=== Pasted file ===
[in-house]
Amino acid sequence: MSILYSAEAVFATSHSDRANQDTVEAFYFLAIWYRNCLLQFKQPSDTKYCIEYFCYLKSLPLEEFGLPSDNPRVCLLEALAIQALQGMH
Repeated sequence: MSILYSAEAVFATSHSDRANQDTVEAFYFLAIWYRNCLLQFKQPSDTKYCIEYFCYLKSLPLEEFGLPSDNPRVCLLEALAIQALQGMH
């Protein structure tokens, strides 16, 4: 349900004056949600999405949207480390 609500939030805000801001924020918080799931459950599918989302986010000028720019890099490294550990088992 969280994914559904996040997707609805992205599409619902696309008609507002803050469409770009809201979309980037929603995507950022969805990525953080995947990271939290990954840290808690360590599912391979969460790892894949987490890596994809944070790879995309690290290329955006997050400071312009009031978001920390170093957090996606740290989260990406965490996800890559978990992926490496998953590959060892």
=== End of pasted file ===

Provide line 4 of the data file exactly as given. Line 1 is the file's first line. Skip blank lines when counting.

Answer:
């Protein structure tokens, strides 16, 4: 349900004056949600999405949207480390 609500939030805000801001924020918080799931459950599918989302986010000028720019890099490294550990088992 969280994914559904996040997707609805992205599409619902696309008609507002803050469409770009809201979309980037929603995507950022969805990525953080995947990271939290990954840290808690360590599912391979969460790892894949987490890596994809944070790879995309690290290329955006997050400071312009009031978001920390170093957090996606740290989260990406965490996800890559978990992926490496998953590959060892």